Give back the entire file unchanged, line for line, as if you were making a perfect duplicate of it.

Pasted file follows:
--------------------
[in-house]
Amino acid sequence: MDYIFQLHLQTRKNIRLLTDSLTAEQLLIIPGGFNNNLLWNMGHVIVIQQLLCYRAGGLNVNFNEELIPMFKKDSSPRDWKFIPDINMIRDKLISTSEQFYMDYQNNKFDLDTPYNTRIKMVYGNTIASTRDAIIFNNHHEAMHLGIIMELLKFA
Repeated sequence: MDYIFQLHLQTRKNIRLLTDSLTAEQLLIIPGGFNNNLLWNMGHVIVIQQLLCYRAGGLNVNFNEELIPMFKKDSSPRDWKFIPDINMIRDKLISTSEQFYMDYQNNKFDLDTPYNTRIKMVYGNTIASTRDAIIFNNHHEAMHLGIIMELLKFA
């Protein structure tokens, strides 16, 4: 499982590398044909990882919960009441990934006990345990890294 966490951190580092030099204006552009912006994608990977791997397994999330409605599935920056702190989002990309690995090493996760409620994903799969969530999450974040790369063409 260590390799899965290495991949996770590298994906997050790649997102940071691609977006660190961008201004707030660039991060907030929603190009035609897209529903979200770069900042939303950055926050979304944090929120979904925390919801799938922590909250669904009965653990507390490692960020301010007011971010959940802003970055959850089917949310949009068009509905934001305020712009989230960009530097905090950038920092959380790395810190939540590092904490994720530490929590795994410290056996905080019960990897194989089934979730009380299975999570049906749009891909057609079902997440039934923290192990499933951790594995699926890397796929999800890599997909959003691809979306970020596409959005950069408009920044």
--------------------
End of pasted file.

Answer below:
[in-house]
Amino acid sequence: MDYIFQLHLQTRKNIRLLTDSLTAEQLLIIPGGFNNNLLWNMGHVIVIQQLLCYRAGGLNVNFNEELIPMFKKDSSPRDWKFIPDINMIRDKLISTSEQFYMDYQNNKFDLDTPYNTRIKMVYGNTIASTRDAIIFNNHHEAMHLGIIMELLKFA
Repeated sequence: MDYIFQLHLQTRKNIRLLTDSLTAEQLLIIPGGFNNNLLWNMGHVIVIQQLLCYRAGGLNVNFNEELIPMFKKDSSPRDWKFIPDINMIRDKLISTSEQFYMDYQNNKFDLDTPYNTRIKMVYGNTIASTRDAIIFNNHHEAMHLGIIMELLKFA
């Protein structure tokens, strides 16, 4: 499982590398044909990882919960009441990934006990345990890294 966490951190580092030099204006552009912006994608990977791997397994999330409605599935920056702190989002990309690995090493996760409620994903799969969530999450974040790369063409 260590390799899965290495991949996770590298994906997050790649997102940071691609977006660190961008201004707030660039991060907030929603190009035609897209529903979200770069900042939303950055926050979304944090929120979904925390919801799938922590909250669904009965653990507390490692960020301010007011971010959940802003970055959850089917949310949009068009509905934001305020712009989230960009530097905090950038920092959380790395810190939540590092904490994720530490929590795994410290056996905080019960990897194989089934979730009380299975999570049906749009891909057609079902997440039934923290192990499933951790594995699926890397796929999800890599997909959003691809979306970020596409959005950069408009920044």